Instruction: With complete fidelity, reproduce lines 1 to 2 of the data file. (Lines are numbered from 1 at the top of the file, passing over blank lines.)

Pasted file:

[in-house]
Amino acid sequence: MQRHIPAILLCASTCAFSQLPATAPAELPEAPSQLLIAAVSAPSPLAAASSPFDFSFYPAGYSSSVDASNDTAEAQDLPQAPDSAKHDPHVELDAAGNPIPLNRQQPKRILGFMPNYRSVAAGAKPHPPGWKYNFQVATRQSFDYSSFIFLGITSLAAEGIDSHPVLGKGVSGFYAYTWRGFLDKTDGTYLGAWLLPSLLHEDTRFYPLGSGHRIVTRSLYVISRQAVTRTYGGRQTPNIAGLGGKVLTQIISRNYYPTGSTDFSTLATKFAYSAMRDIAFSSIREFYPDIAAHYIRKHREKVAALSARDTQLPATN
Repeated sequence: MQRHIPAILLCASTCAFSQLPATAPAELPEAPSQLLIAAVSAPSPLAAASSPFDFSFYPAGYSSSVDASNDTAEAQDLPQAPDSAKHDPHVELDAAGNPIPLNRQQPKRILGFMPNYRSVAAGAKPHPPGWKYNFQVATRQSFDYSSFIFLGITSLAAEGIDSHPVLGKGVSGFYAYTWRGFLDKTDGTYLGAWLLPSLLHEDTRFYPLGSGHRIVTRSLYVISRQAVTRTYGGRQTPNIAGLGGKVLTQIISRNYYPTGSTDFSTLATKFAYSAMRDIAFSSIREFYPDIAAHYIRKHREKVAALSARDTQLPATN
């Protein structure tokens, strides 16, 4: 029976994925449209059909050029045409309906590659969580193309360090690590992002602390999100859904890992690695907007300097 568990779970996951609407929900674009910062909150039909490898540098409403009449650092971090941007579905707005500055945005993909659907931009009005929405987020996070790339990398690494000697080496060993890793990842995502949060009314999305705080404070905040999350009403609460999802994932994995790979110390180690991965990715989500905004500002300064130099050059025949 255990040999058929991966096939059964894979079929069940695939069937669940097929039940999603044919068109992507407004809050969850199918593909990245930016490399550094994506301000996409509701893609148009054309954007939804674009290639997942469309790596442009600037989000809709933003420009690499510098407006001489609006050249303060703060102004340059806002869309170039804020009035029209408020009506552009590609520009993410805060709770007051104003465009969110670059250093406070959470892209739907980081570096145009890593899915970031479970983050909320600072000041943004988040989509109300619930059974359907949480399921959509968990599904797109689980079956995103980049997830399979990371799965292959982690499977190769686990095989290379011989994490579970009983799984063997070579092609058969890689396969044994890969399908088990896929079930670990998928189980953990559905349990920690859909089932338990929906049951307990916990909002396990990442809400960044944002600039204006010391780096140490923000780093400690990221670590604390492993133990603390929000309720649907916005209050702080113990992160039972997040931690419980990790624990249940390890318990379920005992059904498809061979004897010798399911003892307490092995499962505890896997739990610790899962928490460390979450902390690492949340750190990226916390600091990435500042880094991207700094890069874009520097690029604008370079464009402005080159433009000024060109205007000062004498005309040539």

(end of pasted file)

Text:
[in-house]
Amino acid sequence: MQRHIPAILLCASTCAFSQLPATAPAELPEAPSQLLIAAVSAPSPLAAASSPFDFSFYPAGYSSSVDASNDTAEAQDLPQAPDSAKHDPHVELDAAGNPIPLNRQQPKRILGFMPNYRSVAAGAKPHPPGWKYNFQVATRQSFDYSSFIFLGITSLAAEGIDSHPVLGKGVSGFYAYTWRGFLDKTDGTYLGAWLLPSLLHEDTRFYPLGSGHRIVTRSLYVISRQAVTRTYGGRQTPNIAGLGGKVLTQIISRNYYPTGSTDFSTLATKFAYSAMRDIAFSSIREFYPDIAAHYIRKHREKVAALSARDTQLPATN